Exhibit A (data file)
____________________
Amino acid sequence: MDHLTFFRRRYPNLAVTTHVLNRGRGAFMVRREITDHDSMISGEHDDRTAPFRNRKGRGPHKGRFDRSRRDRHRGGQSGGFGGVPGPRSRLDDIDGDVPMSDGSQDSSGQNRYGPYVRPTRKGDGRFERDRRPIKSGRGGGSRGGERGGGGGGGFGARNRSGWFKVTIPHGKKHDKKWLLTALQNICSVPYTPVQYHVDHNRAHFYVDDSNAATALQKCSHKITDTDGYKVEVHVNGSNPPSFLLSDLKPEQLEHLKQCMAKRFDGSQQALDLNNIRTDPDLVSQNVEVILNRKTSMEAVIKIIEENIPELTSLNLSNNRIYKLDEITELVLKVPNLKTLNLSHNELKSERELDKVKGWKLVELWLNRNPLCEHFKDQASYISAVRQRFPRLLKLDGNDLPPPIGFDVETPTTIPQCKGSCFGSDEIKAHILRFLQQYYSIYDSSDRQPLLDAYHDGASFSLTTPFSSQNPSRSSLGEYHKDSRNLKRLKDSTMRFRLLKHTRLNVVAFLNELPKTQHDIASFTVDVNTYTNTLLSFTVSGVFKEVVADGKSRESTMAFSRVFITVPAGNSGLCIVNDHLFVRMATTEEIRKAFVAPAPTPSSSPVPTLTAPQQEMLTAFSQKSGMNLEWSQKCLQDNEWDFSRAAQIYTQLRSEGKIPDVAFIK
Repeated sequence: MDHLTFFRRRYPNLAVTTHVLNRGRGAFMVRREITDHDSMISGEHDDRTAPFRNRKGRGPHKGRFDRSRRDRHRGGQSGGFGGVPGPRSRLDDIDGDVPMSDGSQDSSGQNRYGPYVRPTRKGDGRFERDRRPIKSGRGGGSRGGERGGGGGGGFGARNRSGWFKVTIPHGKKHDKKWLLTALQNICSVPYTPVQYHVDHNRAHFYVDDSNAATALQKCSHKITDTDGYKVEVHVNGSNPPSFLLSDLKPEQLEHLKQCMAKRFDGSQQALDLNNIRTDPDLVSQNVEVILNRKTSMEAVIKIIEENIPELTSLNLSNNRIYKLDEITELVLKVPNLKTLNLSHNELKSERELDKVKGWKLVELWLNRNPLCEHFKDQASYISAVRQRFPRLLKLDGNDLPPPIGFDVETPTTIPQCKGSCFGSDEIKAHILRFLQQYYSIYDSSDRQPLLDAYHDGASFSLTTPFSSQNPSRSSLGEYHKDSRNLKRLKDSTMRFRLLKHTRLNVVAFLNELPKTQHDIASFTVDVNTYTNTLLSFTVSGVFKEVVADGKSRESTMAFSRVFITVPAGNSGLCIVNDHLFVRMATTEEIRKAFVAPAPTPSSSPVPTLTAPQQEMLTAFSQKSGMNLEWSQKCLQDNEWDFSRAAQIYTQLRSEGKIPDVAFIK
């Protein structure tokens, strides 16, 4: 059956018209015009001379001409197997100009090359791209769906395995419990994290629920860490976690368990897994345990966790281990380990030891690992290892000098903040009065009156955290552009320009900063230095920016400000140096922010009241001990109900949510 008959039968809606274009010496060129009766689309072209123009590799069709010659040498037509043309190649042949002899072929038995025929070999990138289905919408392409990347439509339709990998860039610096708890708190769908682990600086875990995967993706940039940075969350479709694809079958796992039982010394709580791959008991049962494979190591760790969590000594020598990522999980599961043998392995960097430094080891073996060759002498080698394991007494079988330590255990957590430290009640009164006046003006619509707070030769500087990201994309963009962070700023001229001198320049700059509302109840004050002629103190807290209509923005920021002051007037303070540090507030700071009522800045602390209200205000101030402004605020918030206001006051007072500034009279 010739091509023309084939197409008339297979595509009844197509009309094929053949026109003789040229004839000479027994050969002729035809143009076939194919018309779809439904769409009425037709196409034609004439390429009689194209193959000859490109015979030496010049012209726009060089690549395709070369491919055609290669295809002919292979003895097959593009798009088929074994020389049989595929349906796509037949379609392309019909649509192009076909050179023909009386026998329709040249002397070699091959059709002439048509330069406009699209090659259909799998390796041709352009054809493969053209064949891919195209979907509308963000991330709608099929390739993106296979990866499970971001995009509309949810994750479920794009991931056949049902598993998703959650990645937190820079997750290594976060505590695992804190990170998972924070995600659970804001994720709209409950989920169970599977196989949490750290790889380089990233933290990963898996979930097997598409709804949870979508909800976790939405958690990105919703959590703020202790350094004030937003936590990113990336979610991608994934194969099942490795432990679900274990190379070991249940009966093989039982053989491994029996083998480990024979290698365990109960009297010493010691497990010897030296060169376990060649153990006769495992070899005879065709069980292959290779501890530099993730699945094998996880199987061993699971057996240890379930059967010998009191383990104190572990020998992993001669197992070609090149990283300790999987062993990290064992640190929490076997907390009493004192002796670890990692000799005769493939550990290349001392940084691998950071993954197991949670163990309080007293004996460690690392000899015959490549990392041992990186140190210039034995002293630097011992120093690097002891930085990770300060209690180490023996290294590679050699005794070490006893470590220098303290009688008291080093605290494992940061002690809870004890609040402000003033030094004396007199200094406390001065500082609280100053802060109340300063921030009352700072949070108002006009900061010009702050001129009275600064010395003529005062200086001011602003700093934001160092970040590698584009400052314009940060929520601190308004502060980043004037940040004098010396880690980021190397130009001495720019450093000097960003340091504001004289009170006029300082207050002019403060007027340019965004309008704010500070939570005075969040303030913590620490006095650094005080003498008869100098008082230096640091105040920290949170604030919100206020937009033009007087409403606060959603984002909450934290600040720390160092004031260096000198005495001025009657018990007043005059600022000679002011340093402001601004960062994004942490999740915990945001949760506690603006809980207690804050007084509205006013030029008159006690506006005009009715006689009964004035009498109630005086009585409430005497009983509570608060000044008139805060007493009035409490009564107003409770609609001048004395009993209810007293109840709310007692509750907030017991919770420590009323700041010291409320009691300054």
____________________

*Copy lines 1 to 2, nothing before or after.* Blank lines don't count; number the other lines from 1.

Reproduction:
Amino acid sequence: MDHLTFFRRRYPNLAVTTHVLNRGRGAFMVRREITDHDSMISGEHDDRTAPFRNRKGRGPHKGRFDRSRRDRHRGGQSGGFGGVPGPRSRLDDIDGDVPMSDGSQDSSGQNRYGPYVRPTRKGDGRFERDRRPIKSGRGGGSRGGERGGGGGGGFGARNRSGWFKVTIPHGKKHDKKWLLTALQNICSVPYTPVQYHVDHNRAHFYVDDSNAATALQKCSHKITDTDGYKVEVHVNGSNPPSFLLSDLKPEQLEHLKQCMAKRFDGSQQALDLNNIRTDPDLVSQNVEVILNRKTSMEAVIKIIEENIPELTSLNLSNNRIYKLDEITELVLKVPNLKTLNLSHNELKSERELDKVKGWKLVELWLNRNPLCEHFKDQASYISAVRQRFPRLLKLDGNDLPPPIGFDVETPTTIPQCKGSCFGSDEIKAHILRFLQQYYSIYDSSDRQPLLDAYHDGASFSLTTPFSSQNPSRSSLGEYHKDSRNLKRLKDSTMRFRLLKHTRLNVVAFLNELPKTQHDIASFTVDVNTYTNTLLSFTVSGVFKEVVADGKSRESTMAFSRVFITVPAGNSGLCIVNDHLFVRMATTEEIRKAFVAPAPTPSSSPVPTLTAPQQEMLTAFSQKSGMNLEWSQKCLQDNEWDFSRAAQIYTQLRSEGKIPDVAFIK
Repeated sequence: MDHLTFFRRRYPNLAVTTHVLNRGRGAFMVRREITDHDSMISGEHDDRTAPFRNRKGRGPHKGRFDRSRRDRHRGGQSGGFGGVPGPRSRLDDIDGDVPMSDGSQDSSGQNRYGPYVRPTRKGDGRFERDRRPIKSGRGGGSRGGERGGGGGGGFGARNRSGWFKVTIPHGKKHDKKWLLTALQNICSVPYTPVQYHVDHNRAHFYVDDSNAATALQKCSHKITDTDGYKVEVHVNGSNPPSFLLSDLKPEQLEHLKQCMAKRFDGSQQALDLNNIRTDPDLVSQNVEVILNRKTSMEAVIKIIEENIPELTSLNLSNNRIYKLDEITELVLKVPNLKTLNLSHNELKSERELDKVKGWKLVELWLNRNPLCEHFKDQASYISAVRQRFPRLLKLDGNDLPPPIGFDVETPTTIPQCKGSCFGSDEIKAHILRFLQQYYSIYDSSDRQPLLDAYHDGASFSLTTPFSSQNPSRSSLGEYHKDSRNLKRLKDSTMRFRLLKHTRLNVVAFLNELPKTQHDIASFTVDVNTYTNTLLSFTVSGVFKEVVADGKSRESTMAFSRVFITVPAGNSGLCIVNDHLFVRMATTEEIRKAFVAPAPTPSSSPVPTLTAPQQEMLTAFSQKSGMNLEWSQKCLQDNEWDFSRAAQIYTQLRSEGKIPDVAFIK